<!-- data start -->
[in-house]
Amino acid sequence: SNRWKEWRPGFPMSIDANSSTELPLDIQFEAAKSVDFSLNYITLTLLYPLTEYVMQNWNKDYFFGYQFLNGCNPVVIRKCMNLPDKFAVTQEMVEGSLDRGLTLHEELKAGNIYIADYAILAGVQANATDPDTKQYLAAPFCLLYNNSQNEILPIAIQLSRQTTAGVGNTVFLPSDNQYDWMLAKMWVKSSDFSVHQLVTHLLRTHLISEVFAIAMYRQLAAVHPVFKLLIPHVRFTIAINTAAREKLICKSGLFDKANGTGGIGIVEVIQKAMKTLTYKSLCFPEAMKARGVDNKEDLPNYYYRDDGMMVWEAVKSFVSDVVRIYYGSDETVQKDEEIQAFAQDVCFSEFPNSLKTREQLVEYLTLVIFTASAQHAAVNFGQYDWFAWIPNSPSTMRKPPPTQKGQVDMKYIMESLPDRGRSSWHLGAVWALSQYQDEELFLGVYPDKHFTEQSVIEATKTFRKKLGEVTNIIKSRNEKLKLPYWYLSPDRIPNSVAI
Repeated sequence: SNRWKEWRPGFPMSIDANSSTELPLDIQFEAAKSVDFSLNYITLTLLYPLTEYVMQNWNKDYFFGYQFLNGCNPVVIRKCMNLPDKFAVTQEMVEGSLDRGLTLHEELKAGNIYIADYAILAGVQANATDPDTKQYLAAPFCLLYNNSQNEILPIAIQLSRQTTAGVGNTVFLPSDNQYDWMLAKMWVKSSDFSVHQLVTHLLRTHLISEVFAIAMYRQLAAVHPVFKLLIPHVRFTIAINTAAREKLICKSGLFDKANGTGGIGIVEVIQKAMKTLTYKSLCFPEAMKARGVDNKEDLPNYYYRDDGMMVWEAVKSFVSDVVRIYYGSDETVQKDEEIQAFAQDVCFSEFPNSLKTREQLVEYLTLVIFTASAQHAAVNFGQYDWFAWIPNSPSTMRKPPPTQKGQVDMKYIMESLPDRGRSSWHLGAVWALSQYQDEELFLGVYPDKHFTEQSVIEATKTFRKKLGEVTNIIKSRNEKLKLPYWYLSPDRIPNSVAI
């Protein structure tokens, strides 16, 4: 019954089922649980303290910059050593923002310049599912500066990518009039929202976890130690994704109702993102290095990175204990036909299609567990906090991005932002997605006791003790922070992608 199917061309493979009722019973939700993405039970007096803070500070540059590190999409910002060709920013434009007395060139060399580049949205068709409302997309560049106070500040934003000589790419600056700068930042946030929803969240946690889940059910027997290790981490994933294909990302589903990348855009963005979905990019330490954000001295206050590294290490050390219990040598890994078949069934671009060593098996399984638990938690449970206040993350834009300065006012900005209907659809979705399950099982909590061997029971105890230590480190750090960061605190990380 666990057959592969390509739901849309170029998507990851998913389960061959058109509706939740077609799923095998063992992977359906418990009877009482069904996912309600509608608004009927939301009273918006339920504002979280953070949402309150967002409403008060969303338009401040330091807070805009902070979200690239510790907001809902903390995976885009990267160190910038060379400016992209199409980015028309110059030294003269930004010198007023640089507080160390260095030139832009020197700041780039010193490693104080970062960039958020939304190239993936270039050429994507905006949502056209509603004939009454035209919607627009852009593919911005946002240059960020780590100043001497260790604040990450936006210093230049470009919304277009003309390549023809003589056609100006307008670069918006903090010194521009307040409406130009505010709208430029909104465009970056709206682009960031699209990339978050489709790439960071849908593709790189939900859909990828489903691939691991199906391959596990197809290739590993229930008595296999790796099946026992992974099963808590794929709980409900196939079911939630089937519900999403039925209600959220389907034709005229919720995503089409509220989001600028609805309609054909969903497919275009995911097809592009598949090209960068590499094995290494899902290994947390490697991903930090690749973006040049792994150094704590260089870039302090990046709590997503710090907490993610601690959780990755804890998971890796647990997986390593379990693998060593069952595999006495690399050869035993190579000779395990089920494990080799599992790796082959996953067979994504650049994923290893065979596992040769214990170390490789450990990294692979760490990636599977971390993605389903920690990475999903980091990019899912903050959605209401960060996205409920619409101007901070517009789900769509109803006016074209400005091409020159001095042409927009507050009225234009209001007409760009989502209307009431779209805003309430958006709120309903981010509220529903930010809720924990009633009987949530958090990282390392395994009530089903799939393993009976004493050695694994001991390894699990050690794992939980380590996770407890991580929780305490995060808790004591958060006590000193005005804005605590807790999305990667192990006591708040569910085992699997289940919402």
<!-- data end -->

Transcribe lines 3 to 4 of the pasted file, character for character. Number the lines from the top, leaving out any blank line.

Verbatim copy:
Repeated sequence: SNRWKEWRPGFPMSIDANSSTELPLDIQFEAAKSVDFSLNYITLTLLYPLTEYVMQNWNKDYFFGYQFLNGCNPVVIRKCMNLPDKFAVTQEMVEGSLDRGLTLHEELKAGNIYIADYAILAGVQANATDPDTKQYLAAPFCLLYNNSQNEILPIAIQLSRQTTAGVGNTVFLPSDNQYDWMLAKMWVKSSDFSVHQLVTHLLRTHLISEVFAIAMYRQLAAVHPVFKLLIPHVRFTIAINTAAREKLICKSGLFDKANGTGGIGIVEVIQKAMKTLTYKSLCFPEAMKARGVDNKEDLPNYYYRDDGMMVWEAVKSFVSDVVRIYYGSDETVQKDEEIQAFAQDVCFSEFPNSLKTREQLVEYLTLVIFTASAQHAAVNFGQYDWFAWIPNSPSTMRKPPPTQKGQVDMKYIMESLPDRGRSSWHLGAVWALSQYQDEELFLGVYPDKHFTEQSVIEATKTFRKKLGEVTNIIKSRNEKLKLPYWYLSPDRIPNSVAI
């Protein structure tokens, strides 16, 4: 019954089922649980303290910059050593923002310049599912500066990518009039929202976890130690994704109702993102290095990175204990036909299609567990906090991005932002997605006791003790922070992608 199917061309493979009722019973939700993405039970007096803070500070540059590190999409910002060709920013434009007395060139060399580049949205068709409302997309560049106070500040934003000589790419600056700068930042946030929803969240946690889940059910027997290790981490994933294909990302589903990348855009963005979905990019330490954000001295206050590294290490050390219990040598890994078949069934671009060593098996399984638990938690449970206040993350834009300065006012900005209907659809979705399950099982909590061997029971105890230590480190750090960061605190990380 666990057959592969390509739901849309170029998507990851998913389960061959058109509706939740077609799923095998063992992977359906418990009877009482069904996912309600509608608004009927939301009273918006339920504002979280953070949402309150967002409403008060969303338009401040330091807070805009902070979200690239510790907001809902903390995976885009990267160190910038060379400016992209199409980015028309110059030294003269930004010198007023640089507080160390260095030139832009020197700041780039010193490693104080970062960039958020939304190239993936270039050429994507905006949502056209509603004939009454035209919607627009852009593919911005946002240059960020780590100043001497260790604040990450936006210093230049470009919304277009003309390549023809003589056609100006307008670069918006903090010194521009307040409406130009505010709208430029909104465009970056709206682009960031699209990339978050489709790439960071849908593709790189939900859909990828489903691939691991199906391959596990197809290739590993229930008595296999790796099946026992992974099963808590794929709980409900196939079911939630089937519900999403039925209600959220389907034709005229919720995503089409509220989001600028609805309609054909969903497919275009995911097809592009598949090209960068590499094995290494899902290994947390490697991903930090690749973006040049792994150094704590260089870039302090990046709590997503710090907490993610601690959780990755804890998971890796647990997986390593379990693998060593069952595999006495690399050869035993190579000779395990089920494990080799599992790796082959996953067979994504650049994923290893065979596992040769214990170390490789450990990294692979760490990636599977971390993605389903920690990475999903980091990019899912903050959605209401960060996205409920619409101007901070517009789900769509109803006016074209400005091409020159001095042409927009507050009225234009209001007409760009989502209307009431779209805003309430958006709120309903981010509220529903930010809720924990009633009987949530958090990282390392395994009530089903799939393993009976004493050695694994001991390894699990050690794992939980380590996770407890991580929780305490995060808790004591958060006590000193005005804005605590807790999305990667192990006591708040569910085992699997289940919402």